Running away from depression

To go on a run everyday is to have a kind of battle with yourself. That voiceless debate you have with yourself ‘I want to stop. No, keep going! I can’t! I can hardly breathe. There’s only one mile to go!’ That’s the debate of depression but on a smaller and less serious scale.

Matt Haig, Reasons to Stay Alive

This quote goes through my head every time I go running. I HATE running, but I LOVE the feeling at the end.

I’ve never been a runner, but running a 5k has been on my list of New Year’s resolutions for the last three years.

Last summer after I was admitted to hospital my psychiatrist encouraged me to start running – she said doing cardio exercise was the only way to get my metabolism going again and to lose the three stone I’d put on whilst taking quetiapene. Having someone to feel accountable to finally made me embark on that resolution – after all, the company I work for was paying her all this money to treat me and I knew I wouldn’t be taken seriously if I wasn’t doing all I could to follow her advice.

I started off following the Couch to 5k programme on the treadmill at the gym. To start with 60 seconds of running felt like eternity and I had to drink so much water each time I stopped, but I stuck with it three times a week and a few months later I felt brave enough to go to my local parkrun.

If you’re in England and haven’t been to parkrun then you definitely should! It’s a free timed 5k run every Saturday morning in parks across the country. It doesn’t matter whether you run or walk, or how long it takes; everyone is welcome. My local parkrun regularly attracts over 700 runners each week and it’s so much easier running with other people, plus it’s a great way to start the weekend.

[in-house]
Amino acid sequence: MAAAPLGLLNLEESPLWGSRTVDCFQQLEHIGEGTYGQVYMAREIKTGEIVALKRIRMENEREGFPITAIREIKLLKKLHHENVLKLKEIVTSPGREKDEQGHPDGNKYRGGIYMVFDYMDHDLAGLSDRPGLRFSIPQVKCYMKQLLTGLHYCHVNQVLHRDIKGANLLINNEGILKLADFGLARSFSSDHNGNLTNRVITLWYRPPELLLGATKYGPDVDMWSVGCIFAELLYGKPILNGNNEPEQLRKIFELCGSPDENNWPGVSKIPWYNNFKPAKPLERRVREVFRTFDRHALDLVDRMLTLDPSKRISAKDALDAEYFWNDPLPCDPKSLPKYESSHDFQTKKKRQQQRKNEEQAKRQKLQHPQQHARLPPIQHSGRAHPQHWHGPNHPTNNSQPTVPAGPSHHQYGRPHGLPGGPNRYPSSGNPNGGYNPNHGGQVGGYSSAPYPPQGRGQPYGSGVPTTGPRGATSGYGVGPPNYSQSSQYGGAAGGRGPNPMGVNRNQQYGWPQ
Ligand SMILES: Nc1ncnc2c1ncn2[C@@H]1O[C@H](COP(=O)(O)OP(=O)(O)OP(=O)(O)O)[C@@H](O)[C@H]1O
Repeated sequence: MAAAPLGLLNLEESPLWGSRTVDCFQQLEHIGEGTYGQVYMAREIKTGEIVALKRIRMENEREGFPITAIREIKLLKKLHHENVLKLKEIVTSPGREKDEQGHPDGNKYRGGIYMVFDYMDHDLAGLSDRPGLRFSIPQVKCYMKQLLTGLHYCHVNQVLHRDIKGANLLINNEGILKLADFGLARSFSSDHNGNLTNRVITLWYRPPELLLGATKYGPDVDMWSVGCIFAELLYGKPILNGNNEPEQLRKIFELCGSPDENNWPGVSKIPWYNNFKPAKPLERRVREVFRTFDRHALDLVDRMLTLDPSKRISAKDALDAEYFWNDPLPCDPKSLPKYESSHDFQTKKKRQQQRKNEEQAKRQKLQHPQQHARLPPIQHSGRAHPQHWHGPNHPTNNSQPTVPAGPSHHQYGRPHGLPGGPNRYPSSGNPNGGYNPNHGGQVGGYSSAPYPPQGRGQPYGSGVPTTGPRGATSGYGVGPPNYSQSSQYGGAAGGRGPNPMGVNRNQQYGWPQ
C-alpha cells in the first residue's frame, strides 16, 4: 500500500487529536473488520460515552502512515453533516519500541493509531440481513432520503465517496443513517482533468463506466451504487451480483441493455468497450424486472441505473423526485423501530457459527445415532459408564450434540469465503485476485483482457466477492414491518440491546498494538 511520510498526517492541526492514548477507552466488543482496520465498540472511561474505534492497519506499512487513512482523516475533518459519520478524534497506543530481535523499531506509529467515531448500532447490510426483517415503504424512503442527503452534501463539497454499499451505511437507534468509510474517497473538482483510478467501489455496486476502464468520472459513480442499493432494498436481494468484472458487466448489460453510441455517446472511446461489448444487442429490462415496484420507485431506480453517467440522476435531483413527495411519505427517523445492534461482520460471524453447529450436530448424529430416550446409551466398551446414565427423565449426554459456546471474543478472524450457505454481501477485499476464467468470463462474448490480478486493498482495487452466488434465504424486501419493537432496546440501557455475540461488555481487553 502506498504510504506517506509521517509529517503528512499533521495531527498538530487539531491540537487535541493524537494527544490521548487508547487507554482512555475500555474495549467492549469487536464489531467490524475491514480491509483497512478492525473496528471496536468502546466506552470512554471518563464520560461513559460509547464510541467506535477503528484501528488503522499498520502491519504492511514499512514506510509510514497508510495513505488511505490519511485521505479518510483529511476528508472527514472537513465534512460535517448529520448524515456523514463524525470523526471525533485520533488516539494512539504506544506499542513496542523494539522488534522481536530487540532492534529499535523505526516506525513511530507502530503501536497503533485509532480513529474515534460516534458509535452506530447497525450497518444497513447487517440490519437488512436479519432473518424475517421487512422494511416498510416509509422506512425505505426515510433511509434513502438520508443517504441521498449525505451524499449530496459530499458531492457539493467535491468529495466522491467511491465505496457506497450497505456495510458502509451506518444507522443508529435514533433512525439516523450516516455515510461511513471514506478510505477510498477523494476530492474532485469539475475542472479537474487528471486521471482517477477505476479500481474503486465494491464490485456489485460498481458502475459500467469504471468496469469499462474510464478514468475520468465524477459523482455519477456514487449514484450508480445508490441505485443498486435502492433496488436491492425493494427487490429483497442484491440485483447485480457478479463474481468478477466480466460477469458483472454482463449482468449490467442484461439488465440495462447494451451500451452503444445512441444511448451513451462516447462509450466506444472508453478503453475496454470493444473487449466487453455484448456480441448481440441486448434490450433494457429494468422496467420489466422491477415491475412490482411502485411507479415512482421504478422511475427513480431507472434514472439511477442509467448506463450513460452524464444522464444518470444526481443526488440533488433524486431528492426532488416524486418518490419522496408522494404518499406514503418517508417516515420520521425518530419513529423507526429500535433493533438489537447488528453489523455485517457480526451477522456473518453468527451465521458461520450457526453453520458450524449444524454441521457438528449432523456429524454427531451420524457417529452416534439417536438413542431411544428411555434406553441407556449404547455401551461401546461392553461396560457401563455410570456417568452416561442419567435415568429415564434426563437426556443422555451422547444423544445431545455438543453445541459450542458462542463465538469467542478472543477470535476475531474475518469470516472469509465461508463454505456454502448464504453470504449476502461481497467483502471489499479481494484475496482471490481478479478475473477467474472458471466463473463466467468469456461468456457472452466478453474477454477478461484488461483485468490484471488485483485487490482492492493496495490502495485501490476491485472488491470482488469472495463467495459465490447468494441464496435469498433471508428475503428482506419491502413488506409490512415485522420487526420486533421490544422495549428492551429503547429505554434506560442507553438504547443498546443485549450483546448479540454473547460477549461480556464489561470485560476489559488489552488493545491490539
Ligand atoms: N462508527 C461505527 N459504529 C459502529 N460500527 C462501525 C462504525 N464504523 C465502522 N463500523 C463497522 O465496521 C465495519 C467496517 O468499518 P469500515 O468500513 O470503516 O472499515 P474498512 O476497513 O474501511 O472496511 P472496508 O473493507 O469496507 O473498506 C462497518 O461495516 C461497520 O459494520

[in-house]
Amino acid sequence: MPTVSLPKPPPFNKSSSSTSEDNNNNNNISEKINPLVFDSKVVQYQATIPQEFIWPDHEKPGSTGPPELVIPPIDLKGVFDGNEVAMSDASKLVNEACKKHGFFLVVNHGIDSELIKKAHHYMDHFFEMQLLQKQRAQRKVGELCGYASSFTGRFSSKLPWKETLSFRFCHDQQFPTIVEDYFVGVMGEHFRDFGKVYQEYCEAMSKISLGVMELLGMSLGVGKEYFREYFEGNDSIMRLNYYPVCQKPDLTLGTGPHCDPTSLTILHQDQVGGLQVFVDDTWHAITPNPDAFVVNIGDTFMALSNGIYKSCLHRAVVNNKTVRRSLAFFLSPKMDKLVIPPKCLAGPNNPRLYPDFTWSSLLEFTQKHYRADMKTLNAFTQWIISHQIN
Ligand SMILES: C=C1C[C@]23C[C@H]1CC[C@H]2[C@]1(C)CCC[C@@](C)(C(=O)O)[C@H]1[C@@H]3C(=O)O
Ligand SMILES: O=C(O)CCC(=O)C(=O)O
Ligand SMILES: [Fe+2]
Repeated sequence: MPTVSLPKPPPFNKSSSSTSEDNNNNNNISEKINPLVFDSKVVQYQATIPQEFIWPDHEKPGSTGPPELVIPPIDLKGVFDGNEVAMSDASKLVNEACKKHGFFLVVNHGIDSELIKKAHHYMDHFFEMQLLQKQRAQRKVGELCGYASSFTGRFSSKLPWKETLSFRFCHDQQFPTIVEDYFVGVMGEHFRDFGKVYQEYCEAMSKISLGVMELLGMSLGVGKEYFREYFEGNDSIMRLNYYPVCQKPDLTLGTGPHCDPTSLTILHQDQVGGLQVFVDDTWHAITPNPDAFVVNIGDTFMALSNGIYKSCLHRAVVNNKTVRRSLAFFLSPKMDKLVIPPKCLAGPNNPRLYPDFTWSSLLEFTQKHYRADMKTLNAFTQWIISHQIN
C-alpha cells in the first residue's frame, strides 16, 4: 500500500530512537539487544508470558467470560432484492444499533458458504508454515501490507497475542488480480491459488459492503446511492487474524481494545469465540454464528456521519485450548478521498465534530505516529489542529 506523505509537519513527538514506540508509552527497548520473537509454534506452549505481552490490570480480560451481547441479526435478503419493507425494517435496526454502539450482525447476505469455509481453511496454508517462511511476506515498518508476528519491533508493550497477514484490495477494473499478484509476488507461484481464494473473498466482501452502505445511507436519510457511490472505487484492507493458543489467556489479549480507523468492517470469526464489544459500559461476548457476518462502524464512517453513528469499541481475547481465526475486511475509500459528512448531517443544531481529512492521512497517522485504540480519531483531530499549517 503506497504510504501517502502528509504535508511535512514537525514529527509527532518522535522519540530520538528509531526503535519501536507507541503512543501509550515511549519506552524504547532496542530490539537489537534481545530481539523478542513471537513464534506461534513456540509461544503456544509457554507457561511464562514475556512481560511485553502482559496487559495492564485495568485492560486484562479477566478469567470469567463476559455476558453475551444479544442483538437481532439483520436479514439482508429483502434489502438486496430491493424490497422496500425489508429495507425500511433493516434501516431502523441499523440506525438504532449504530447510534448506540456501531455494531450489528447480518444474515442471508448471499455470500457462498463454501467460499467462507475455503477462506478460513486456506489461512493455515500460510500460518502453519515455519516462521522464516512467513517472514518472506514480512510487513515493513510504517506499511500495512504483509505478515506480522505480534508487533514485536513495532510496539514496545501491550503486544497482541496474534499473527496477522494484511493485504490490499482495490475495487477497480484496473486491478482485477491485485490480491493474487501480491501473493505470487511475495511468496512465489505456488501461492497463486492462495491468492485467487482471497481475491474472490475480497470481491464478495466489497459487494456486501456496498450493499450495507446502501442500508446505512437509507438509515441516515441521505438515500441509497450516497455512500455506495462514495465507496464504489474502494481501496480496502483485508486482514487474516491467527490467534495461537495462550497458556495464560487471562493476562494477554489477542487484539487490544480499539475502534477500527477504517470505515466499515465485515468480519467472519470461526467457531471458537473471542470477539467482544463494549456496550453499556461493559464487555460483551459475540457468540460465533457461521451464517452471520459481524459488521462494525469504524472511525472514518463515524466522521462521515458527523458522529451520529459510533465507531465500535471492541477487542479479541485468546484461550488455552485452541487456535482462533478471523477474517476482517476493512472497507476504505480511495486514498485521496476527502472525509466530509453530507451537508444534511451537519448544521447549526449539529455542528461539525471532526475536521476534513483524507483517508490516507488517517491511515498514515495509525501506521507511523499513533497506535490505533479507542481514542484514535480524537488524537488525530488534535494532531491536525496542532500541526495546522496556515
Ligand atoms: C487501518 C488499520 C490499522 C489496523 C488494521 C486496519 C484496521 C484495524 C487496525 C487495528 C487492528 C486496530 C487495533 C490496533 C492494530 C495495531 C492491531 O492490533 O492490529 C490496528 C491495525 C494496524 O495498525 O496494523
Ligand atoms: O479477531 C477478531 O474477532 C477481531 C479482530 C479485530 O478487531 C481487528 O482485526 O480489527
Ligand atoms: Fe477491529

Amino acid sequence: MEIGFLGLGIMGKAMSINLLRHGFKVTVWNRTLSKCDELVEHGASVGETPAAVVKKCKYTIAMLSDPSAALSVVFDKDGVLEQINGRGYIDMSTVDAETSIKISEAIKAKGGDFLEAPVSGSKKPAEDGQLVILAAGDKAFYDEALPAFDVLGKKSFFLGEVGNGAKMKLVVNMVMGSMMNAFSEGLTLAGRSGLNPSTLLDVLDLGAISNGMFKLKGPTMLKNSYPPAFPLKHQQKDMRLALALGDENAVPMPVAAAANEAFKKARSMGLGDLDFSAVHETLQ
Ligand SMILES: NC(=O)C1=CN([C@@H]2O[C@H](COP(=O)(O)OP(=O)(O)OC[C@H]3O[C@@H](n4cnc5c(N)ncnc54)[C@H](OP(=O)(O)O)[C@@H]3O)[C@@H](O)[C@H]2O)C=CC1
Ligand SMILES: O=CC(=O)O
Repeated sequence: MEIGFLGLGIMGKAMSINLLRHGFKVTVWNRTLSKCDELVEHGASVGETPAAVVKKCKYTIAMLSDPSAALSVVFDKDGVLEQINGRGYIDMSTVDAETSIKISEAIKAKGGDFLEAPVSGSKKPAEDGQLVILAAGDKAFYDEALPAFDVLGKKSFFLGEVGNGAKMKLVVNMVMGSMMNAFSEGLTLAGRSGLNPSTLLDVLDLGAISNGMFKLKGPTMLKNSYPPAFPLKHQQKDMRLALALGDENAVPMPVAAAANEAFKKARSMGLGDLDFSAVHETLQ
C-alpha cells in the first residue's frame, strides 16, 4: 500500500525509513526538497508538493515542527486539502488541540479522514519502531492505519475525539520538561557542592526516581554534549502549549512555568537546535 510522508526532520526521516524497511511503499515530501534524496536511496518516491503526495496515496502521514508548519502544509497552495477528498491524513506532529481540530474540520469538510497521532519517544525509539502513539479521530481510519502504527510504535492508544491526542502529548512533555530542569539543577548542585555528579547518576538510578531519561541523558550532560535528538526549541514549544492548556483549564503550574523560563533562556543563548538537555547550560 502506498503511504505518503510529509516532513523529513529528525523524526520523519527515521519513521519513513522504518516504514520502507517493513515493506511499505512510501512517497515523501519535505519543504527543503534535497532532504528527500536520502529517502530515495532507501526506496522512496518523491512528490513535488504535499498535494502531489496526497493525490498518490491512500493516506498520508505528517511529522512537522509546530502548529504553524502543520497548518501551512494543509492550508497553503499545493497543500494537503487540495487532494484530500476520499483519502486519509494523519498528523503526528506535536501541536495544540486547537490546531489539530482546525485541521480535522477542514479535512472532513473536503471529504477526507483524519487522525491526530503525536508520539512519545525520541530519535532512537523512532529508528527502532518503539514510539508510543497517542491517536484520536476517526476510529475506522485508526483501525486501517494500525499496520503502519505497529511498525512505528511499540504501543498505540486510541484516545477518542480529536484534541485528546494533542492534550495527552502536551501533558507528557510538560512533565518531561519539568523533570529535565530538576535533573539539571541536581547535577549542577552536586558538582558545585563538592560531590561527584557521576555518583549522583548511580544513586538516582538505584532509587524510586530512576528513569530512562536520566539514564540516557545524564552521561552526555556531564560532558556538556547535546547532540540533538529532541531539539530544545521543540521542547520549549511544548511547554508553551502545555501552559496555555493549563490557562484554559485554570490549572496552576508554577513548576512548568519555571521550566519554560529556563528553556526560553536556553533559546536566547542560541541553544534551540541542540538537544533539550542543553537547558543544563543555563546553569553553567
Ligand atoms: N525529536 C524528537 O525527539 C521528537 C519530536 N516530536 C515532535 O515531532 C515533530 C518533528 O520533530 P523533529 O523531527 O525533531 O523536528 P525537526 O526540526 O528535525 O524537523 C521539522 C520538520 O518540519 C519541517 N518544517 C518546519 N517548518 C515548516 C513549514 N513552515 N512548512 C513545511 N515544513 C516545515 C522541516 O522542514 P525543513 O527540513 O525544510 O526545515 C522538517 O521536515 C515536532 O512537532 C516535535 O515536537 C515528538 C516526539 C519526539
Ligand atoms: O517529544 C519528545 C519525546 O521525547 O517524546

Then someone told me about a local running group running a 5k to 5 miles programme on Monday evenings in my local park. I’m just home from week 3 having run 4.5miles – the furthest I’ve ever run in my life!

Whilst I spent most of the run questioning what I was doing, whether I should stop and walk and generally thinking about how much I hate running, the feeling of achievement at the end means I’ll be going back for more next week!


Things that (sometimes) make me better

I recently read ‘Reasons to stay alive‘ by Matt Haig and was inspired to write my own list of things that (sometimes) make me better.

Good sleep


The sea


Running group

My dog

Taking a shower

Clean hair

Clean teeth

Healthy food (Even if it’s only poached eggs on toast, and even better if they come from my uncle’s hens)

Thinking of special friends and family that I know are there unconditionally


Early nights

Jazz – especially Jamie Cullum’s show on BBC Radio 2


Slowing down

Being outside


Being around others who have been there and understand


Doing some art – I’ll post some of my ‘angry art’!

Taking some form of action, it doesn’t matter what it is, just making the decision to do something

Documentaries – especially about travel

Taking a bath

Having something to look forward to – especially a holiday